Democracy index by freedom house classifies countries based on civil liberties and political
rights on the 1–7 scale.
Certain countries maybe neither democratic nor authoritarian, they may be called as hybrid regimes
Davis coller and Steven levitsky has coined oligarchical democracies, restrictive democracy and tutelary democracies,
O donnell had coined delegative democracies referring to the strong presidential systems and Fareed Zakaria has coined the term illiberal democracy
Democracies themselves can be classified into broad categories
1. parliamentary democracy and presidential,
2. majoritarian and consensus making democracies.
In general, theories seek into explaining the causes of democratic transition and breakdown of democracy focused on four factors
1. Structural (Social and Economic) -Economic development is proportional to the sustenance of democracy and
Social Inequality is one of the causes for prevention of democratic transition as wealthy elites do not benefit from the transition
However, Huntington cited Institutions as the main stabiliser in Politically volatiles transitions.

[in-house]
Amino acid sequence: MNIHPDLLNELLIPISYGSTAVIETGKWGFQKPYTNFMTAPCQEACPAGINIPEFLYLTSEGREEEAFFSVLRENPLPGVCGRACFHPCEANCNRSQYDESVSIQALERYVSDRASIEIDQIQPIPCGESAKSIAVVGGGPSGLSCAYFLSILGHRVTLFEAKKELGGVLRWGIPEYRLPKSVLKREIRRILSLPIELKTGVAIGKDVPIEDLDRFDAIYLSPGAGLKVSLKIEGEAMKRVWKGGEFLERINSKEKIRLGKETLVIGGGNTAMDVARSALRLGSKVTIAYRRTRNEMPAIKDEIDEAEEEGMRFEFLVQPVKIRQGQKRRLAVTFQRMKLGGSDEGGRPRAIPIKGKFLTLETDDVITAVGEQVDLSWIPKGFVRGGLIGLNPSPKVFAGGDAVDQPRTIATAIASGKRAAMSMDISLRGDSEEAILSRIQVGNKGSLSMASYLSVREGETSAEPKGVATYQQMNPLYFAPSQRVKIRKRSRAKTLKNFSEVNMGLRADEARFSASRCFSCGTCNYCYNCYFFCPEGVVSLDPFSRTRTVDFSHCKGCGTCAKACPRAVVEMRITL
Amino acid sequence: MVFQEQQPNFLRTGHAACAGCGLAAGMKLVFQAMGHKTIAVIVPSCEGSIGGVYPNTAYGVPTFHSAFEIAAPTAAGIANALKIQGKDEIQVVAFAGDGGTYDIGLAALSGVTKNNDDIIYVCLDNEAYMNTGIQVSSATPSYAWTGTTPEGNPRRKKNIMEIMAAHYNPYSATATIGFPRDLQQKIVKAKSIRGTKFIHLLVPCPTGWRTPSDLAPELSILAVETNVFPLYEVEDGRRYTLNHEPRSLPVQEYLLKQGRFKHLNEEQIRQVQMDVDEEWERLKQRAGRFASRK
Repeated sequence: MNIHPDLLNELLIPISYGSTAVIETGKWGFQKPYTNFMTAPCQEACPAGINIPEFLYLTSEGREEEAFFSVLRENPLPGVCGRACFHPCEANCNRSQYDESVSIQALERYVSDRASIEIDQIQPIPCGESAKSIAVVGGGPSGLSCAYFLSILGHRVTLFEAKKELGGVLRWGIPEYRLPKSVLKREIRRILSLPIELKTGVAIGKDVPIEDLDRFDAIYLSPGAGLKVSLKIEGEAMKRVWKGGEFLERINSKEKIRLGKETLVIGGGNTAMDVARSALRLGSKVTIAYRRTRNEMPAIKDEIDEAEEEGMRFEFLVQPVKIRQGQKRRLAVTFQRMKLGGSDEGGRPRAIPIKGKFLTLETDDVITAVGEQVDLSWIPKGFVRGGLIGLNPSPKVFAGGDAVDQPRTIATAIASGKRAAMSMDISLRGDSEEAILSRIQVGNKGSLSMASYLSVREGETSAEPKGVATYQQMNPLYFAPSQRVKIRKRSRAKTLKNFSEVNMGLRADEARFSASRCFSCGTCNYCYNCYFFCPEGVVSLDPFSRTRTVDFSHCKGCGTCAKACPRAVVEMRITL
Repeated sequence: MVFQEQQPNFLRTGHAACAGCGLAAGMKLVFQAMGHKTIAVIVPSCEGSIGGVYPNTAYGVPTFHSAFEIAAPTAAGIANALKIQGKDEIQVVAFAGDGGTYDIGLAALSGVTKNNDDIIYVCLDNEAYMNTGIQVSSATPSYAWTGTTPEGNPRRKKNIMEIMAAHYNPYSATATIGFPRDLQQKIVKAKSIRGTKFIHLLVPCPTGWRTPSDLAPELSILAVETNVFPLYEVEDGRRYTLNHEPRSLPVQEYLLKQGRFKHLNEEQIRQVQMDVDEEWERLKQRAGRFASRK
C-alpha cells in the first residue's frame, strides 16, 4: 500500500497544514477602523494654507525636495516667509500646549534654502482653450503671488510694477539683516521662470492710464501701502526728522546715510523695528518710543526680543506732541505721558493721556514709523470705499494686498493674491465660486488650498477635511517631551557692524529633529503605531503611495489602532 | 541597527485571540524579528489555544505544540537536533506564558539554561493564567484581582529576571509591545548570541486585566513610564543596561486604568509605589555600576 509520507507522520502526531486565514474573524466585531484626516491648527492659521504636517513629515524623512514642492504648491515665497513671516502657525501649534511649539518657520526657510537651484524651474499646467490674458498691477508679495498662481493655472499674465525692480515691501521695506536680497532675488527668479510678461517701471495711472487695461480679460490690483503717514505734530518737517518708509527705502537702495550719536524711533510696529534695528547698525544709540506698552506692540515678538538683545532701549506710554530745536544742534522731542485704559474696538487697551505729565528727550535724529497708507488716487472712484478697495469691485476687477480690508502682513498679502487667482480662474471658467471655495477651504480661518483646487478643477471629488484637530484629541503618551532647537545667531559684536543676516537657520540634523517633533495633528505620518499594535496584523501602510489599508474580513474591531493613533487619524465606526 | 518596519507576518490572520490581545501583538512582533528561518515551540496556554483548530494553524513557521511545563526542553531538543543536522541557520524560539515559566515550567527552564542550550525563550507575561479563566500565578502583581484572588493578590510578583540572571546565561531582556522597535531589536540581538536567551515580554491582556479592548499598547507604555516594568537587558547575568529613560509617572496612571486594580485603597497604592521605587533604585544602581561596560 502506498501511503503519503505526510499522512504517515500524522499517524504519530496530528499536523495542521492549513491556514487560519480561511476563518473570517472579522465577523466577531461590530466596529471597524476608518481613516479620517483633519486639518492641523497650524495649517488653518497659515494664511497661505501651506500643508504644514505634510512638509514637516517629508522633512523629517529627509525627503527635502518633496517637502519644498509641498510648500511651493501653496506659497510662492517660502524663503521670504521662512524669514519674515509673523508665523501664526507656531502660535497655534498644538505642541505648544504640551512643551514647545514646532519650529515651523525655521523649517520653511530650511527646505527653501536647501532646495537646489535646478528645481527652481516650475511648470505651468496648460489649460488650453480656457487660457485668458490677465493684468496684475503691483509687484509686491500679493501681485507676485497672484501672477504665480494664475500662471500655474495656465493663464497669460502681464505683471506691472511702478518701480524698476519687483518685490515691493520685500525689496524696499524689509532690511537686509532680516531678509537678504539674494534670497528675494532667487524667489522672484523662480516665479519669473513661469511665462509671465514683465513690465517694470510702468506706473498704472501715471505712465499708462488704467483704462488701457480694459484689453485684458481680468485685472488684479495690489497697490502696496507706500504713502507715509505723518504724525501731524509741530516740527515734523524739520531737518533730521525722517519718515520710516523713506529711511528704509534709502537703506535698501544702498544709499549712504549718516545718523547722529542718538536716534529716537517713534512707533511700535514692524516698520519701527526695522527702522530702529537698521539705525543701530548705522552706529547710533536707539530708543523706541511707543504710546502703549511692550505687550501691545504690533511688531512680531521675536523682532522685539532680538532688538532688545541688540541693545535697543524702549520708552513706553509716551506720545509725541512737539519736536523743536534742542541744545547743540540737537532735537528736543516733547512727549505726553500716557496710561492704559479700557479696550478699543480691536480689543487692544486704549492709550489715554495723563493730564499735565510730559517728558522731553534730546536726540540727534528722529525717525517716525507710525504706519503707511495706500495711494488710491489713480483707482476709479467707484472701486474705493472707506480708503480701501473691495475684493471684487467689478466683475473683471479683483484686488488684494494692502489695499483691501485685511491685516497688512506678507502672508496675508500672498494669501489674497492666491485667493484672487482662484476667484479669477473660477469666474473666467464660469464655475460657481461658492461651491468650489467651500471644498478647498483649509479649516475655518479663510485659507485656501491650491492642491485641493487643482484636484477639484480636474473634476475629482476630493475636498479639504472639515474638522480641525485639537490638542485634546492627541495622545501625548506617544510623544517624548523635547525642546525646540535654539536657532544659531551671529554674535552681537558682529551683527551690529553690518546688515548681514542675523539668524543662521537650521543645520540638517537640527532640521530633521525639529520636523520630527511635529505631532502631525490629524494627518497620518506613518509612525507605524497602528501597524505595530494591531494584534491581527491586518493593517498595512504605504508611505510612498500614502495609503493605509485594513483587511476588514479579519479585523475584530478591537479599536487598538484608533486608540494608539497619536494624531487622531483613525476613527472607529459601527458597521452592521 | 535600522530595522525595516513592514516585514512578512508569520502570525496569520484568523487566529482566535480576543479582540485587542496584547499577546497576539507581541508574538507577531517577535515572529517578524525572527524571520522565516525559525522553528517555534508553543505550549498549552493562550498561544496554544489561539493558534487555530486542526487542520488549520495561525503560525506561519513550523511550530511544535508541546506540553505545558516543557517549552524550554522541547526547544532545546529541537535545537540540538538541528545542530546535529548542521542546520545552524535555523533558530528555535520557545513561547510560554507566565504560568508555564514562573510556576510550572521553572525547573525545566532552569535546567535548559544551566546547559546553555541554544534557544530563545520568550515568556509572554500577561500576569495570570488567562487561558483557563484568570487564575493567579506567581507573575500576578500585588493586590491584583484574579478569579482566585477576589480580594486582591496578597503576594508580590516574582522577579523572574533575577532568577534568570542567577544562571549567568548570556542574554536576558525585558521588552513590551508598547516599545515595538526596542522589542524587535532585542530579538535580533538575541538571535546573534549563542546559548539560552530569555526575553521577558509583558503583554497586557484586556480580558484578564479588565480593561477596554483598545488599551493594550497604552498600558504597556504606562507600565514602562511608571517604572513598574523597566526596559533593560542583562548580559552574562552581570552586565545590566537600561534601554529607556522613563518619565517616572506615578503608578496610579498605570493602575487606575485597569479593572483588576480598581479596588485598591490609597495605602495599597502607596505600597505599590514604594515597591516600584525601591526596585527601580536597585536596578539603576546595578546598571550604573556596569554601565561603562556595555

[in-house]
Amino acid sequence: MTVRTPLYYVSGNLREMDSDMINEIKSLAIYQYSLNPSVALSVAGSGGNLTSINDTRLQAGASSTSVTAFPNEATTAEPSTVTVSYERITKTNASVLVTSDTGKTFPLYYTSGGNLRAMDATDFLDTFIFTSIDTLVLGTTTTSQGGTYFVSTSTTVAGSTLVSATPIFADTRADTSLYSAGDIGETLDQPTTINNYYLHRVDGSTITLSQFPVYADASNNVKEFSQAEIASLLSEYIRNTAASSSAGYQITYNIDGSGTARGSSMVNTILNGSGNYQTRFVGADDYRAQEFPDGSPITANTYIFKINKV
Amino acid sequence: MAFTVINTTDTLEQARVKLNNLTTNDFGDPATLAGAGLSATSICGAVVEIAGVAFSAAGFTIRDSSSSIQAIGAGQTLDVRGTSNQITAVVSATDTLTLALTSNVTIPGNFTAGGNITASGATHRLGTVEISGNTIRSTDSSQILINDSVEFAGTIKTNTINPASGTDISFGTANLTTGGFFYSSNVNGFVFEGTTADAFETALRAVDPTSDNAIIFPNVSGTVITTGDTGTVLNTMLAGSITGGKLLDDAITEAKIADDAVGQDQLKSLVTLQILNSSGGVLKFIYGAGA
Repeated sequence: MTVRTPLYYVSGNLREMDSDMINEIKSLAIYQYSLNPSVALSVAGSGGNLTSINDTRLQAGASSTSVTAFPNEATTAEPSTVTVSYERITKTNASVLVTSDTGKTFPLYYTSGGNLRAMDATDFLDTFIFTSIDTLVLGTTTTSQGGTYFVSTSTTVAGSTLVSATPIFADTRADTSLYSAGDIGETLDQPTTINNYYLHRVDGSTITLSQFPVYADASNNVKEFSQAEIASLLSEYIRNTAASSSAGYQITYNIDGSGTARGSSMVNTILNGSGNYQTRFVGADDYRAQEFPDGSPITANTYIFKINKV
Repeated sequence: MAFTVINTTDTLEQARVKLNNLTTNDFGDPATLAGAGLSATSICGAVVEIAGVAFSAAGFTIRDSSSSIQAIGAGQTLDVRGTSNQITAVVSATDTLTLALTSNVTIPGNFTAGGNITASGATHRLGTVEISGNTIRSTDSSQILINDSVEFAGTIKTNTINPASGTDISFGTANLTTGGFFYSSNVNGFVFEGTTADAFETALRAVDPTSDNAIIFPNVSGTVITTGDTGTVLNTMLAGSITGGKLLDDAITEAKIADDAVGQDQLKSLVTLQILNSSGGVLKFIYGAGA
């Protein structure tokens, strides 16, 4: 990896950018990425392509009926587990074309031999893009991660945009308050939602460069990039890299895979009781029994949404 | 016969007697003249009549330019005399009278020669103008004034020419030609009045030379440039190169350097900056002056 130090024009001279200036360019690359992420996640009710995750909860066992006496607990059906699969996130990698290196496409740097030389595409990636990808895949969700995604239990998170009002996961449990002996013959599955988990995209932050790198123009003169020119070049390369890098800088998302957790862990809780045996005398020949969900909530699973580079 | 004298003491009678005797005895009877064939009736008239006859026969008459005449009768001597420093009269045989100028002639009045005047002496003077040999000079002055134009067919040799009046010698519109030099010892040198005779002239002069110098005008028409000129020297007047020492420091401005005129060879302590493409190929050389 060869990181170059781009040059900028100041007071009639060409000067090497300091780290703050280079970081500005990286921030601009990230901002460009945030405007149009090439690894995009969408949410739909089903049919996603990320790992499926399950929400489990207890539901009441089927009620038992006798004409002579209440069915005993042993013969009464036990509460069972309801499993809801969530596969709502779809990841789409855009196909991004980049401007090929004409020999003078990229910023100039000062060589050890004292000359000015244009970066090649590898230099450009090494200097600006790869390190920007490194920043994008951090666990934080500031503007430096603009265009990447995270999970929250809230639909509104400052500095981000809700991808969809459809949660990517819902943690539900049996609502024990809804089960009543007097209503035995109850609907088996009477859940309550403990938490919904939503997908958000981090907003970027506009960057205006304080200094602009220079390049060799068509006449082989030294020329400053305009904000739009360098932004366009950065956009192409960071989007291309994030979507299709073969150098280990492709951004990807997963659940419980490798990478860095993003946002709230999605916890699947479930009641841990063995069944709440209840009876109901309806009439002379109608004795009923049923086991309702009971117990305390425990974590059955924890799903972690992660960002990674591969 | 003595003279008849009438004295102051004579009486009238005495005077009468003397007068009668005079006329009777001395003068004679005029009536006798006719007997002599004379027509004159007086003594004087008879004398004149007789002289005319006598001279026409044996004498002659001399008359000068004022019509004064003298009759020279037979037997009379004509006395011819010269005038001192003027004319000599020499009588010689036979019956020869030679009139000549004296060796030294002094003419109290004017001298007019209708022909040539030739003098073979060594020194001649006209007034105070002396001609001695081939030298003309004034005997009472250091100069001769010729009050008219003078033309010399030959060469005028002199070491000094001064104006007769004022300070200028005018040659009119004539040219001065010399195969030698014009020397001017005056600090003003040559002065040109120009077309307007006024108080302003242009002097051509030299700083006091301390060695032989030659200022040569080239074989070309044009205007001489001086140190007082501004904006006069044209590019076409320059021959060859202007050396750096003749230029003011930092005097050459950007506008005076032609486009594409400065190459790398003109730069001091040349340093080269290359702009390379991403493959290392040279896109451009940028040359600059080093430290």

2.Institutional Conditions
3. Role of political actors (Leaders and organisations),
4.Internal factors are four causes of proposed by scholars of Democratization studies.
Democratization is ‘the transition to a more democratic system of government.’ Historically, democratization has been kicked off by several factors. Higher wealth throughout the population gives more people economic equality, which often turns to a desire for political equality. Greater education, especially literate populations, are more likely to think, read, and
write about their rights, and are more likely to encourage democratization. Healthy economies, lengthy periods of peace, good international relations, industrial technology, cultural values, and even the growth of a middle class have all been proposed to influence the
move towards democratization.

Democratisation studies have been mainly dominated by following scholars
• Samuel Huntington-Qualitative Global comparison of democratisation.
• Jagger’s and Gurr-Classification of regime during the third wave1995
• Vanhanen Global comparison of democracy since 1850
Samuel Huntington
Huntington defines a wave of the democratic transition as the transition of a large number of
non-democratic regimes into democracies over a certain period of time outnumbering
transition in the opposite direction